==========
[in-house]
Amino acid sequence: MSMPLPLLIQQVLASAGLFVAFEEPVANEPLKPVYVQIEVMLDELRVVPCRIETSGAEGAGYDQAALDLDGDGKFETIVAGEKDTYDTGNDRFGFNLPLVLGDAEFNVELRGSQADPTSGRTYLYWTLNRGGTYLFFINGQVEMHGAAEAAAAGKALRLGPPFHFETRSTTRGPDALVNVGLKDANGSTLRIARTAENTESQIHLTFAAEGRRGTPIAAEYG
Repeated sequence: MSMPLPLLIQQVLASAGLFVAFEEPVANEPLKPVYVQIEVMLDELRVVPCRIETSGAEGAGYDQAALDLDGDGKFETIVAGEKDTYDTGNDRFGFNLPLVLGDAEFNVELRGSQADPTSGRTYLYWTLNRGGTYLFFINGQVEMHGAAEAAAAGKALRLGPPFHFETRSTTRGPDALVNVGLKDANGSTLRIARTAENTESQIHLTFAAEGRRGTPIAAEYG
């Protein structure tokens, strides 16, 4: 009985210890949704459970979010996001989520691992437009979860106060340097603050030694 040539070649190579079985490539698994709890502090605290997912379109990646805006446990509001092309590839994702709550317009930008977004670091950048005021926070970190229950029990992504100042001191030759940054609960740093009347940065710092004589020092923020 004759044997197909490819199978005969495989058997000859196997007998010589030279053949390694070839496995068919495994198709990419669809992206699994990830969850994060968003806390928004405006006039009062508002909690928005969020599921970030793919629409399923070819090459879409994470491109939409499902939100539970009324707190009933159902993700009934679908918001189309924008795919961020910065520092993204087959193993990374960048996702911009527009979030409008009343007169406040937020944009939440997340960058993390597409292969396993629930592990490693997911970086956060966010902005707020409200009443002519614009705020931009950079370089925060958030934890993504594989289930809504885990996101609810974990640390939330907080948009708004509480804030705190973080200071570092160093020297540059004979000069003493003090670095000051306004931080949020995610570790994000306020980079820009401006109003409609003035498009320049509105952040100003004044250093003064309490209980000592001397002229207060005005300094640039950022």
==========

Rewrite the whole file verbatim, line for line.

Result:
[in-house]
Amino acid sequence: MSMPLPLLIQQVLASAGLFVAFEEPVANEPLKPVYVQIEVMLDELRVVPCRIETSGAEGAGYDQAALDLDGDGKFETIVAGEKDTYDTGNDRFGFNLPLVLGDAEFNVELRGSQADPTSGRTYLYWTLNRGGTYLFFINGQVEMHGAAEAAAAGKALRLGPPFHFETRSTTRGPDALVNVGLKDANGSTLRIARTAENTESQIHLTFAAEGRRGTPIAAEYG
Repeated sequence: MSMPLPLLIQQVLASAGLFVAFEEPVANEPLKPVYVQIEVMLDELRVVPCRIETSGAEGAGYDQAALDLDGDGKFETIVAGEKDTYDTGNDRFGFNLPLVLGDAEFNVELRGSQADPTSGRTYLYWTLNRGGTYLFFINGQVEMHGAAEAAAAGKALRLGPPFHFETRSTTRGPDALVNVGLKDANGSTLRIARTAENTESQIHLTFAAEGRRGTPIAAEYG
């Protein structure tokens, strides 16, 4: 009985210890949704459970979010996001989520691992437009979860106060340097603050030694 040539070649190579079985490539698994709890502090605290997912379109990646805006446990509001092309590839994702709550317009930008977004670091950048005021926070970190229950029990992504100042001191030759940054609960740093009347940065710092004589020092923020 004759044997197909490819199978005969495989058997000859196997007998010589030279053949390694070839496995068919495994198709990419669809992206699994990830969850994060968003806390928004405006006039009062508002909690928005969020599921970030793919629409399923070819090459879409994470491109939409499902939100539970009324707190009933159902993700009934679908918001189309924008795919961020910065520092993204087959193993990374960048996702911009527009979030409008009343007169406040937020944009939440997340960058993390597409292969396993629930592990490693997911970086956060966010902005707020409200009443002519614009705020931009950079370089925060958030934890993504594989289930809504885990996101609810974990640390939330907080948009708004509480804030705190973080200071570092160093020297540059004979000069003493003090670095000051306004931080949020995610570790994000306020980079820009401006109003409609003035498009320049509105952040100003004044250093003064309490209980000592001397002229207060005005300094640039950022």